We went from the land of beater Fiats, Alfa Romeos, and scooters, to the land of BMWs, Mercedeses, and Audis. From the land of pasta, pizza, and wine, to the land of meat, potatoes, and beer. Food-wise, I don’t think I would survive in Munich for very long, but Jon was in heaven! I think I had more meat during our quick visit to Munich than I’ve had during several months in Italy!
Munich is constantly on the top ten most livable cities lists, and we could see why. It was clean, walkable, bikable, safe, affordable, and easily commutable. The list goes on and on.
After we arrived at our hotel, we ate dinner at a fondue restaurant. We cooked the meat, consisting of turkey, chicken, veal, and beef, in a pot of oil. Then, we dipped them in the sauces that they provided. Our dessert was real German chocolate melted into gooey hot goodness, which came with fruits and biscuits that we dipped in.
Soaking in Bavarian Culture
During the day, we went to the Englischer Garten (English Garden), which is a very large public park (bigger than Central Park). The name of it refers to the landscape gardening which was very popular in the 18th century.
With limited time in the park, we saw only a few sites and managed to get in a nice stroll. The city of Munich built The Japanese Teahouse to celebrate the 1972 Olympics. In the distance, we saw the Monopteros, which is a small, round, Greek style temple built in 1832. We also stumbled upon a waterfall that was created in 1815.
We passed by the Munich Residenz, which is the former royal palace of the Bavarian monarchs. It is used today for visitors to see its architecture, room decorations, and displays of the royal collections.
In the center of Munich is the Marienplatz, which has been the main central square in Munich since 1158. The New Town Hall is a site to see in the square, and you really can’t miss it. The building is gothic and almost looks like it was built from wax drippings from a candle.
On the tower is the Glockenspiel. Everyday, at certain times, it chimes and re-enacts two stories from the 16th century using 32 life sized figures and 43 bells. The top half shows a joust in honor of the marriage of Duke Wilhelm V (founder of the Hofbräuhaus) to Renata of Lorraine, with the Bavarian knight winning of course. The bottom half shows the Schäfflerstanz (the coopers’ dance), a dance that symbolizes perseverance and loyalty to authority through difficult times.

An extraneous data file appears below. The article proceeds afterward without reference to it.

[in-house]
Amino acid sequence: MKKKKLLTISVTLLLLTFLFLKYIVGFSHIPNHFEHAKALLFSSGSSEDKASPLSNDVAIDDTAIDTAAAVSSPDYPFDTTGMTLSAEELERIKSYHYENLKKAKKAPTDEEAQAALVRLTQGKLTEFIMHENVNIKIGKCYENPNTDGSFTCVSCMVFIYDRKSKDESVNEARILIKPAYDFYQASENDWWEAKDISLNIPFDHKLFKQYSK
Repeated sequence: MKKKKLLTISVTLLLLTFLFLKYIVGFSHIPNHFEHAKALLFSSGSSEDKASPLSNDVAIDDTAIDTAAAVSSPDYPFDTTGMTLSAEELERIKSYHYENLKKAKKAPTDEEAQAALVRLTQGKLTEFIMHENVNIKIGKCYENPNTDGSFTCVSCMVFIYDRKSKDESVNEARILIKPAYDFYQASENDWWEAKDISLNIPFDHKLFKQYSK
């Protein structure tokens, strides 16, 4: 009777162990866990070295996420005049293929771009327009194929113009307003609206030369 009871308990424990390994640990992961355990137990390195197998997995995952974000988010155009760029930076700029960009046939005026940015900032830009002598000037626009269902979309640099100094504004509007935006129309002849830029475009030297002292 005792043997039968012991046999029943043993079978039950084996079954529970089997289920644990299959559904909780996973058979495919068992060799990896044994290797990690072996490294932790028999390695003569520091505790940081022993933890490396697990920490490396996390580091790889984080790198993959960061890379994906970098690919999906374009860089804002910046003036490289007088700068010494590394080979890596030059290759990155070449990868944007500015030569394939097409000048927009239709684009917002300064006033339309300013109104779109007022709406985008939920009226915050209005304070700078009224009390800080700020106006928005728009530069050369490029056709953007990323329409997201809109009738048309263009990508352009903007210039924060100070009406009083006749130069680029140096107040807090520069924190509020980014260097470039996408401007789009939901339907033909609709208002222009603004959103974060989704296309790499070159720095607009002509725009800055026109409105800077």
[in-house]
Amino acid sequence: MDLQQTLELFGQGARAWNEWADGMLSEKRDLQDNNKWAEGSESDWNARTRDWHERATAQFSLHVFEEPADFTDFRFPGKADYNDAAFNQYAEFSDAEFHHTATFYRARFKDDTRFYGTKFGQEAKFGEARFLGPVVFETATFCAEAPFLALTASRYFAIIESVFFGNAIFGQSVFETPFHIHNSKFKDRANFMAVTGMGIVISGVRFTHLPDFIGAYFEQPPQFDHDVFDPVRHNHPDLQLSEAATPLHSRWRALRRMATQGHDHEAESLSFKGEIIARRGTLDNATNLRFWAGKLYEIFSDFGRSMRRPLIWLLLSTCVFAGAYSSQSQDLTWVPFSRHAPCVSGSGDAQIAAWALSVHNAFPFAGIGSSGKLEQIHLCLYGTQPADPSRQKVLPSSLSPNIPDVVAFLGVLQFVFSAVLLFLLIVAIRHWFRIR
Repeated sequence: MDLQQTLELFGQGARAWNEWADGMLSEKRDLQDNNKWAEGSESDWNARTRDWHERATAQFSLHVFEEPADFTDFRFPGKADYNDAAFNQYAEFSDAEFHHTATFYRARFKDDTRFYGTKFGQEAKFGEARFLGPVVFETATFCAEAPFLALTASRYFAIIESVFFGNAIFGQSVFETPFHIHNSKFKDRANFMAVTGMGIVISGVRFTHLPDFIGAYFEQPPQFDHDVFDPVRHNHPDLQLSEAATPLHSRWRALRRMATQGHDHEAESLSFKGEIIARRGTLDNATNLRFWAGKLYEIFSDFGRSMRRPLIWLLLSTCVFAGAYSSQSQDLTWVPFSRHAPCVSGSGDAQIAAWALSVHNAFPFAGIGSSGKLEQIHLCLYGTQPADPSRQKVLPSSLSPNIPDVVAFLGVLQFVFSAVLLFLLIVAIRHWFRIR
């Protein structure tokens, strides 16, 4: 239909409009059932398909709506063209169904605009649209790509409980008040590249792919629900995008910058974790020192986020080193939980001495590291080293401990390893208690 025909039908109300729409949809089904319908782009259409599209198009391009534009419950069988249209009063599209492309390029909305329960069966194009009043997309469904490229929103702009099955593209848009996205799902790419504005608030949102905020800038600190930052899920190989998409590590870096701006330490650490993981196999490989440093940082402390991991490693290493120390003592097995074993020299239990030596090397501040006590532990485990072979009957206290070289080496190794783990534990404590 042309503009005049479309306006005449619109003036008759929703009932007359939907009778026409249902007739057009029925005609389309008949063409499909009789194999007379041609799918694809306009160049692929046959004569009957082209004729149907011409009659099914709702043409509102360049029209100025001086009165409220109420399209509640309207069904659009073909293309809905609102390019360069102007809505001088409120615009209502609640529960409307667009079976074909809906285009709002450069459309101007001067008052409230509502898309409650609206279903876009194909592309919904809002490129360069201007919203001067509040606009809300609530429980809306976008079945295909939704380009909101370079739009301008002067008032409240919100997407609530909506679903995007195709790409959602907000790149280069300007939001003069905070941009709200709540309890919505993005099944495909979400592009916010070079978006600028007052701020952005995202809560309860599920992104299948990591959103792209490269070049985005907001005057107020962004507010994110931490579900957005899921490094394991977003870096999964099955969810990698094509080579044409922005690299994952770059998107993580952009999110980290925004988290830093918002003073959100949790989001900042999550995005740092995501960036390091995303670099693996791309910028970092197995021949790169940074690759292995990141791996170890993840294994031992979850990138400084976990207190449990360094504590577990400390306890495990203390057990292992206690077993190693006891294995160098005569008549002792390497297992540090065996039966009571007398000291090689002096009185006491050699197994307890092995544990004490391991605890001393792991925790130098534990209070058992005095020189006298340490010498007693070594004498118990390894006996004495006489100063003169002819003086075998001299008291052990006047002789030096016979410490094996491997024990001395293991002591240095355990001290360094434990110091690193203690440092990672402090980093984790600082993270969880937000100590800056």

Since we had planned on coming back to Munich for Oktoberfest we bought traditional German outfits for ourselves. Jon has his lederhosen and I have my dirndl.
No trip to Munich would be complete without drinking in their famous beerhalls. The first one we went to was Augustiner Keller. Inside, it showcased a timber theme with big pine tables and benches, and animals (I hope fake, but probably not) as ornaments. The cellar glowed with warmth and the whole place had a very pleasant and relaxing feel to it.
The other beer hall we went to was the famous Hofbräuhaus. This hall is massive, with each room bigger than the next. Being that it was a midweek night in the winter we found ourselves seats pretty quickly and ordered beers from a “beer wench” passing by.
Beer in this house means you will get a liter of beer… a liter! I had to hold the mug with two hands! Traditional Bavarian music echoed through the hall while Jon and I looked around in amazement.
Future Plans in Munich
We really didn’t have that much time here. After celebrating Oktoberfest in the fall, we plan to set aside another day or two to see:
– Dachau Concentration Camp
– Olympia Park
– Neuschwanstein Castle
– BMW museum
We’re looking forward to our next trip to Munich! The following are some other pictures from our time in Munich.